By Amy Guthrie | Browardpalmbeach.com
Excerpt from Adios Fidel
South Floridians have been told for years — hell, decades — that the Castro regime is going to implode.
The countdown to Fidel’s demise began when thousands of Cubans sought refuge in South Florida after Castro seized control of the island in 1959. Many in the first waves were wealthy elites who had the education and finesse to make their plight heard in Washington.
Determined to get back the clout and grandeur they left behind, the early refugees set out on a series of mishaps, starting with 1961’s Bay of Pigs invasion flop and culminating in the frenzy over custody of young Elián González in 2000. In between, South Floridians lived through impromptu street protests, assassination plots, propaganda campaigns, paramilitary operations, and countless other bobbles.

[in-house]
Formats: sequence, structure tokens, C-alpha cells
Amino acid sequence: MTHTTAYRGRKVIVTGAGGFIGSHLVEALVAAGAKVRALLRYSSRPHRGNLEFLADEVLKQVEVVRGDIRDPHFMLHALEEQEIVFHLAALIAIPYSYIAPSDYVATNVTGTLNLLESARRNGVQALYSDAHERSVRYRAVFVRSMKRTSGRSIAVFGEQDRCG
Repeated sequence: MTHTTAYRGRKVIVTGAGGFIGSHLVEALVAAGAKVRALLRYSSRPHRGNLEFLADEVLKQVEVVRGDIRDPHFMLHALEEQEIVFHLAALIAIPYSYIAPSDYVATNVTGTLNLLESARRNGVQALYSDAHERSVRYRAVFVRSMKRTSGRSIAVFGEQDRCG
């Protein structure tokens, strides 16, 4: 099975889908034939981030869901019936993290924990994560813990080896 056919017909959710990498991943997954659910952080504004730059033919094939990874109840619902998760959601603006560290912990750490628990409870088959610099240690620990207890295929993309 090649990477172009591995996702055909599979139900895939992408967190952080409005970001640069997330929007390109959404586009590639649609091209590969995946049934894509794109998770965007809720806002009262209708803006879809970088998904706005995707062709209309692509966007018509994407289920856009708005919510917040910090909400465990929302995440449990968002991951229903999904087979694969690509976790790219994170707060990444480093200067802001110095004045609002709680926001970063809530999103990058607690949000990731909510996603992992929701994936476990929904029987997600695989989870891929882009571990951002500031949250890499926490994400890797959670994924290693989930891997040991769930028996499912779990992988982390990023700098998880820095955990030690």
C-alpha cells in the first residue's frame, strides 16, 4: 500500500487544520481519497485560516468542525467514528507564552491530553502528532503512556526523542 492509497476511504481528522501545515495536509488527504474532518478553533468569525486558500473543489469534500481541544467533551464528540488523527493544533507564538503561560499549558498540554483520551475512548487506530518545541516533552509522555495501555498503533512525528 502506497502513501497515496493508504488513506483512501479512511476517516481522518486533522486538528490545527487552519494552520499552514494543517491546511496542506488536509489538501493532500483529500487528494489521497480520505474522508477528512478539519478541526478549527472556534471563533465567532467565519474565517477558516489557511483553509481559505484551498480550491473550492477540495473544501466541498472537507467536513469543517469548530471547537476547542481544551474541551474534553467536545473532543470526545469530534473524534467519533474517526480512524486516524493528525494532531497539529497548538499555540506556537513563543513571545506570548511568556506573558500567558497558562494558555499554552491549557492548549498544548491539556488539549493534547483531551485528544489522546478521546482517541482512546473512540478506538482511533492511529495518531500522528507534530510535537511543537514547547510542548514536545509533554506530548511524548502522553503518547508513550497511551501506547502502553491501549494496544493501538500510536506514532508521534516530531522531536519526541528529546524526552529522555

By now, though, even a significant number of once-militant Cuban exiles are convinced that the hardline U.S. policy toward their home country as well as the constant anti-Castro clamor from Miami have contributed to keeping the bearded dictator in power.
“The embargo has actually helped Fidel Castro,” says Ramón Saul Sánchez, president of the Miami-based anti-Castro movement Democracia, referring to longstanding federal restrictions on trade and travel. “He can portray the David versus Goliath. The more we pull, the more he pulls.” Removing the embargo, Sánchez adds, “would take away everything that allows him to portray himself as a victim of U.S. imperialism.”